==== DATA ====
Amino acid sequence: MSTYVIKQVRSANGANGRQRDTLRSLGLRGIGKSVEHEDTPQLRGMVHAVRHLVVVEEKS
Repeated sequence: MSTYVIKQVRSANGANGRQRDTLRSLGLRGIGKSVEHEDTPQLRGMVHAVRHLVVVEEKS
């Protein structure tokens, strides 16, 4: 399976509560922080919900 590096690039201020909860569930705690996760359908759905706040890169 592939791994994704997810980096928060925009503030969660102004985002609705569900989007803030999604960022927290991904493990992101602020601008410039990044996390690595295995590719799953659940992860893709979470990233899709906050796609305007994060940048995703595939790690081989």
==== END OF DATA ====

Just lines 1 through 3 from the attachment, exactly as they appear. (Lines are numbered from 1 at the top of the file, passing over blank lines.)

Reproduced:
Amino acid sequence: MSTYVIKQVRSANGANGRQRDTLRSLGLRGIGKSVEHEDTPQLRGMVHAVRHLVVVEEKS
Repeated sequence: MSTYVIKQVRSANGANGRQRDTLRSLGLRGIGKSVEHEDTPQLRGMVHAVRHLVVVEEKS
């Protein structure tokens, strides 16, 4: 399976509560922080919900 590096690039201020909860569930705690996760359908759905706040890169 592939791994994704997810980096928060925009503030969660102004985002609705569900989007803030999604960022927290991904493990992101602020601008410039990044996390690595295995590719799953659940992860893709979470990233899709906050796609305007994060940048995703595939790690081989």